"The Lexington Reporter", January 21, 1876: In the Livery Stable Business AGAIN: The undersigned has this day gone into the Livery Stable business again in the stable on the North-East Corner of the Square, Lexington, Tenn., in the stable formerly occupied by Mr. James Moffitt, but better known as the Rhodes' corner. I will keep a good feed, livery and sale stable. Board per Day - $1.00; Single feed - 40c, and will hire horses as Cheap as any Person. Stock well cleaned and watered. I will not have room for hitching stock on public days until further preparations are made, which will be as soon as possible. Call and try me, and if not pleased try somewhere else.--Jasper N. Teague
The following article was published in "The Tennessean" newspaper on Saturday, August 27, 1870.It not only lists Jasper's participation in the General County Convention, but other family members as well.
Jasper's Obituary published in "The Lexington (Tennessee) Progress", February 16, 1923 Jasper N. Teague Dies in Texas Jasper N. Teague, who was born, reared and married in Henderson County and moved to Texas many years ago, died Feb. 5th, at Oak Grove, Texas, at the age of 86 years and four months.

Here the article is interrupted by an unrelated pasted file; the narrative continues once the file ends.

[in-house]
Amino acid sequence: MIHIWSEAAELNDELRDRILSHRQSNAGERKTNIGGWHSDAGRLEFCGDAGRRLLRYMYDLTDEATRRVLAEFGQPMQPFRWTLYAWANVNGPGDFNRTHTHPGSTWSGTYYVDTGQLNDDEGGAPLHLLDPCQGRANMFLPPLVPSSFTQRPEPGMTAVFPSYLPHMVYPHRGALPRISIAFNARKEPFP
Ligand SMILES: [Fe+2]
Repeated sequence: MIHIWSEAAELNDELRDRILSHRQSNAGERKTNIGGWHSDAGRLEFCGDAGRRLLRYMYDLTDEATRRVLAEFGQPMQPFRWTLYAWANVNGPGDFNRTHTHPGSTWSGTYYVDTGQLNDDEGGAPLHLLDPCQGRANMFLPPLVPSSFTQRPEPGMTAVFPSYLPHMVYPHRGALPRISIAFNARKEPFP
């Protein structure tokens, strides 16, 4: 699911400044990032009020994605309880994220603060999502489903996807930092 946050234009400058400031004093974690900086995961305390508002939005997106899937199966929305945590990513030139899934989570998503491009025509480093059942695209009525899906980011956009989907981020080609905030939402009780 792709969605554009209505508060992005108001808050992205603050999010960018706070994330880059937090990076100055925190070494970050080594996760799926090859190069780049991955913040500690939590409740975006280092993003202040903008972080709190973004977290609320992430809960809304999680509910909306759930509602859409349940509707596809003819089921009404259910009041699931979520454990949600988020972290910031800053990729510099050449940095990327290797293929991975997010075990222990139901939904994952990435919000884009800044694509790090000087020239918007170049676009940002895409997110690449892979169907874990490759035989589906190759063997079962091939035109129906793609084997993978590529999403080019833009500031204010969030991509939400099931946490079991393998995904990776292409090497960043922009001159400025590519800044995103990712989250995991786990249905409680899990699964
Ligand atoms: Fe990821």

Jasper Teague was a son of Robin and Polly Teague, of this county and married a Miss Burkett, daugher of Billie Burkett, also of this county. Back in the seventies of the last century, Mr. Teague lived in Lexington and ran a hotel on the site of the present First Baptist church. From best information we can get, Mr. Teague sold this hotel property to R.W. Stewart in 1882 and moved to Texas. Mr. Teague’s daughter, Mollie married J.L Florence, of Benton County. Florence moved to Lexington and died here in 1882. J.N. Teague was a brother of the late W.V. Teague and L.A. Teague (“R”) Teague, twin brothers, who spent their lives in this county. J.N. Teague is survived by a son, J. N. Junior, at Marshall, Texas, a daughter at Ardmore, Oklahoma, a daughter at Vincent, Texas, and a son at Houston, Texas. The news of the death of the man who had read the Lexington Progress for perhaps all of the thirty-nine years of its existence, comes from his son, Jasper N., Junior, who also told us that his father was a member of the Masonic fraternity and that he was buried with Masonic honors.